One of the silver linings coming from the pandemic is that when pet shelters had to close temporarily during lockdowns, a call went out for foster homes so animals would continue receiving the necessary attention. Many of those pets were so loved that they were adopted rather than returned to shelters.

In other cases, people working from home decided adopting a pet was just what they needed to endure those long months of social distancing. Kids who were being schooled from home found furry playmates, and many of the elderly found four-legged companions in lieu of visiting grandchildren.

In short, many Americans adopted cats and dogs throughout this pandemic. Shelter adoption rates soared by as much as 40% in 2020 from the prior year, as the unbridled enthusiasm of dogs and purring cuddles of kittens eased our stress and isolation.1

Today, between 50% and 70% of U.S. households have at least one pet.2 Unfortunately, one of the things new pet owners don’t always consider is how much more expenses they may incur by adopting a pet. Food and accessories are one thing, but if your pooch gets sick or injured, those veterinarian bills may be more than you anticipated.

Remember, insurance is a good idea to protect your finances from large expenses not easily covered. Life, health, and auto insurance are important ways to protect your household finances. Also, it may be worth considering various insurance products that can secure lifetime income during retirement. Feel free to contact us if you’d like to learn more.

Purchasing pet insurance should be decided based on your own financial situation. Be aware that pet insurance doesn’t typically cover routine checkups; it’s used for big-ticket expenses such as accidents, injuries, and chronic illnesses. In general, policies do not cover pre-existing conditions, which is why it’s better to purchase a policy when you first adopt, rather than waiting until your pet is older. Also note that while premiums vary depending on the pet, dog coverage tends to cost more than cat coverage, and rates for older pets are generally higher.3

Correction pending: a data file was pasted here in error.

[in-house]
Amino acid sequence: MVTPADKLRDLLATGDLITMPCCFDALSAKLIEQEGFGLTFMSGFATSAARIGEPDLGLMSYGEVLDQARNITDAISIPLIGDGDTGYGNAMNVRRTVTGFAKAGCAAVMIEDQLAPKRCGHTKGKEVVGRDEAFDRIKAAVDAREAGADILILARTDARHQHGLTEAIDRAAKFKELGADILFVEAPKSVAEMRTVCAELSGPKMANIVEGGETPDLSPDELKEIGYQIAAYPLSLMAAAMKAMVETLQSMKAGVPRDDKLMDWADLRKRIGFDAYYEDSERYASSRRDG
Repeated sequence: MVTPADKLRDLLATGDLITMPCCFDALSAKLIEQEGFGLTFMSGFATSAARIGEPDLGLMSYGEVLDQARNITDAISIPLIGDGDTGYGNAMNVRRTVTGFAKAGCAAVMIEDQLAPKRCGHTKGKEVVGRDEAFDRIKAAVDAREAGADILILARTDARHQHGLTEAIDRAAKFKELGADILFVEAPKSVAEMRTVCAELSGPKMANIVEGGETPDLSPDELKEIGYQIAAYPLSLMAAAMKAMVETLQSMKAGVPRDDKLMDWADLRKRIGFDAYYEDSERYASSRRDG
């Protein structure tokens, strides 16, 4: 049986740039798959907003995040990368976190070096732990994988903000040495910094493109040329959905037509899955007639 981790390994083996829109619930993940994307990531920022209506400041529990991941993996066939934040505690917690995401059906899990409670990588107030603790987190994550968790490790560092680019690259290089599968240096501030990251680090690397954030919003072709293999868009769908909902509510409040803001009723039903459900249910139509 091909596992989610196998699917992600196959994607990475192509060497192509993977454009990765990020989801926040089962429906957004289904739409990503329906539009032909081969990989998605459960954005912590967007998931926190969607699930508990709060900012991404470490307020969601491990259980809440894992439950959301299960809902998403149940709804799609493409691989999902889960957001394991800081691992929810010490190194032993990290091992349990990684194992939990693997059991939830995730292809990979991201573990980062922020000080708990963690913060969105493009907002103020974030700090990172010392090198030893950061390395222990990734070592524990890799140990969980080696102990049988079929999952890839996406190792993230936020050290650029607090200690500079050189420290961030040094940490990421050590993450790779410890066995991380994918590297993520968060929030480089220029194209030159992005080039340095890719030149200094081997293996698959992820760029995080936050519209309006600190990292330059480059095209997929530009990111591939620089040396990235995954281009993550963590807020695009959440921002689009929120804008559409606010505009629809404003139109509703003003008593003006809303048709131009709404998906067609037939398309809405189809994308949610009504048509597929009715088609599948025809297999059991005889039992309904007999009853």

If your employer offers pet insurance as a voluntary benefit, that may be your best value. While policies tend to be the same whether purchased as an individual or through an employer, companies generally offer better group rates. For example, if purchased individually, a policy for the average, healthy, 1-year old dog may range from $6 to $55 a month depending on breed, age, and other variables.4 Through an employer plan, rates are generally lower and more standardized – a dog policy averages about $40 a month.5

People who adopted while working from home may not have considered the pet’s expectations when they have to head back to the office. Many animals grow lonely and despondent, so you may consider something like doggy daycare or a dog walker – yet another expense. Even if you don’t mind leaving your pets at home for the day, there will be times when you can’t take them on vacation, so be sure to budget for the cost of a local pet-sitter or boarding kennel.6 

1 Roselle Chen. Reuters. May 3, 2021. “U.S. pet adoptions still strong as cats, dogs melt stress.” Accessed Oct. 22, 2021.

2 Emilie Shumway. HR Dive. June 10, 2021. “Could employer-subsidized pet insurance be a talent lure?” Accessed Oct. 22, 2021.

3 Ibid.

4 Kristen Hampshire. US News & World Report. May 27, 2021. “How Much Does Pet Insurance Cost?” Accessed Oct. 22, 2021.

5 Emilie Shumway. HR Dive. June 10, 2021. “Could employer-subsidized pet insurance be a talent lure?” Accessed Oct. 22, 2021.

6 North Coast Rising Sun. Oct. 20, 2021. “Five personal finance tips for pet owners.” Accessed Oct. 22, 2021.